Signaling continued activity of highly pathogenic H5N8 avian flu in Africa, Nigeria reported that the virus hit more farms, with three European countries reporting more outbreaks in poultry and wild birds.
In developments with other high-path strains, Cambodia today reported its first H5N1 outbreak of the year, which affected backyard poultry.
Latest H5N8 outbreaks
Nigeria, which reported its first H5N8 outbreak in the middle of December, yesterday reported two more events, both involving farms in Plateau state in the center of the country, according to a report yesterday to the World Organization for Animal Health (OIE).
The outbreaks started on Jan 18 and Jan 20, one at a layer farm and the other at a facility housing 17-week-old pullets. Of 4,000 birds at the two locations, the virus sickened 410 and killed 60. Authorities destroyed the remaining birds as part of their control measures.
Though the source of the virus wasn't determined, agriculture ministry officials said poor farm biosecurity may have played a role.
In Europe, three countries reported additional H5N8 detections:
- Finland today reported another finding in a wild bird, this time involving a white-tailed eagle found dead on Jan 14 near the city of Rauma on the country's western coast.
- Poland reported three more outbreaks, two on farms and one in backyard poultry. The events began on Jan 26 and Jan 27, killing 3,410 of 6,252 birds. Authorities destroyed the surviving poultry to curb the spread of the virus.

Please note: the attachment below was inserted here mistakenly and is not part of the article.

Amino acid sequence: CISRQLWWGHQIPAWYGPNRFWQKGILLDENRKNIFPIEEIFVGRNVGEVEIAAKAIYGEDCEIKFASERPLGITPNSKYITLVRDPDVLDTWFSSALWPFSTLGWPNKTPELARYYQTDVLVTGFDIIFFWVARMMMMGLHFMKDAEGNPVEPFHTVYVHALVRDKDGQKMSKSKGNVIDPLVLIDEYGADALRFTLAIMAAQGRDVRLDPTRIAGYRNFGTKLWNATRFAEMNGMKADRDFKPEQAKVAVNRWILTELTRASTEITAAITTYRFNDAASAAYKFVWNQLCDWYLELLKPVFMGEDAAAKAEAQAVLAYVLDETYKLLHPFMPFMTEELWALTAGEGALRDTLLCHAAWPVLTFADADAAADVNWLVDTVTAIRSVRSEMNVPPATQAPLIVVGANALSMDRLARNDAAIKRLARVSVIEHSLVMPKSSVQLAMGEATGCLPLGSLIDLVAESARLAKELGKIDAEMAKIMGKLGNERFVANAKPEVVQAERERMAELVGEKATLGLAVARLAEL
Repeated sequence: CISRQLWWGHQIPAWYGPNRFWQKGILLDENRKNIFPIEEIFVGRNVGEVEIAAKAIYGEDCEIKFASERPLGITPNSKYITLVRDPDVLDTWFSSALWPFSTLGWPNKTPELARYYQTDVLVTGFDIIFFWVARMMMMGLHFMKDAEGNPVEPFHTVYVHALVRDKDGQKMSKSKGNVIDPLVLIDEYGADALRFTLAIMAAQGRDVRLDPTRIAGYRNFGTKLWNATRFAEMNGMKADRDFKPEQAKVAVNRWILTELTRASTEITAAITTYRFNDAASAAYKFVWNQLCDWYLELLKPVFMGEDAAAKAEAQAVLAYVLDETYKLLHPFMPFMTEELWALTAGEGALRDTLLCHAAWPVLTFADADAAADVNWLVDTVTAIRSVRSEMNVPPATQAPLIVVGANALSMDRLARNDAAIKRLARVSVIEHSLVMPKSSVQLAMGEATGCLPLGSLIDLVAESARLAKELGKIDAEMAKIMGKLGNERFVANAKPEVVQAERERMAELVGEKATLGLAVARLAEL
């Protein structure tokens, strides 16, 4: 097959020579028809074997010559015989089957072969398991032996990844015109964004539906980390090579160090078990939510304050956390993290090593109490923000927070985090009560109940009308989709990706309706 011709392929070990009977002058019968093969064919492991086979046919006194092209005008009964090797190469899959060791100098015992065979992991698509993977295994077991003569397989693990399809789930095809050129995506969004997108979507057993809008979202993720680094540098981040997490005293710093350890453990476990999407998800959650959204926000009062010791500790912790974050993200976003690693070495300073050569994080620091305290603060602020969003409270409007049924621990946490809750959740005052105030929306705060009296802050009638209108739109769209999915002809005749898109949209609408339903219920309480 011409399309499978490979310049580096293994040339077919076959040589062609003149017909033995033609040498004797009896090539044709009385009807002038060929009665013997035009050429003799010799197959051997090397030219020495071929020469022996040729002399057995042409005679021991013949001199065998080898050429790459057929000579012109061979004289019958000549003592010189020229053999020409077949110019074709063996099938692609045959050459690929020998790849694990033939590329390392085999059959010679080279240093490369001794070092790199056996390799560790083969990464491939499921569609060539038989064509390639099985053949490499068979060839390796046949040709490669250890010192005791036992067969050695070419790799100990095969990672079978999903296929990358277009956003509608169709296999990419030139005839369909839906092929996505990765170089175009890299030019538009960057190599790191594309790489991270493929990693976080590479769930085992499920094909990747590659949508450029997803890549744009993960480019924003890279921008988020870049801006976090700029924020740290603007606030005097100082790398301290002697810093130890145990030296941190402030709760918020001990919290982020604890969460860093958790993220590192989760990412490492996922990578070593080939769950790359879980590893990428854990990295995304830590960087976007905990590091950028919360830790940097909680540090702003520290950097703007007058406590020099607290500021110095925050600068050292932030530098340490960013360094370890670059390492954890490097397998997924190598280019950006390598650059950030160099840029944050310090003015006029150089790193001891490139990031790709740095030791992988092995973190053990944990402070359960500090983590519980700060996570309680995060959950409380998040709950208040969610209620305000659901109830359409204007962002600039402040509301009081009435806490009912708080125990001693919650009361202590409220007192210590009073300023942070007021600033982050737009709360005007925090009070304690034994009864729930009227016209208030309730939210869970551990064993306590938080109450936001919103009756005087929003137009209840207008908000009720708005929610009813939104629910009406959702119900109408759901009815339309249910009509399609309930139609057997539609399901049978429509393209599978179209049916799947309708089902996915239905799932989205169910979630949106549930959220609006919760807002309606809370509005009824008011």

- UK officials today confirmed H5N8 at a game bird farm in Wyre, Lancashire, linked to another recent outbreak, according to an update from the Department for Environment, Food and Rural Affairs (DEFRA). The 63,000 birds at the second farm—pheasants, partridges, and ducks—were already targeted for proactive culling.
H5N1 strikes Cambodian farm
Cambodia's H5N1 outbreak, its first since May 2016, struck backyard bird in Svay Rieng in the country's southeast, on the border with Vietnam, the agriculture ministry said in a report today to the OIE.
The poultry owner reported poultry illnesses and deaths beginning on Jan 25, which triggered testing and an investigation. The virus killed 68 of 390 birds, with the remaining ones destroyed as a response step. Authorities also imposed movement controls and disinfected the affected area.
Jan 31 OIE report on H5N8 in Nigeria
Jan 31 OIE report on H5N1 in Cambodia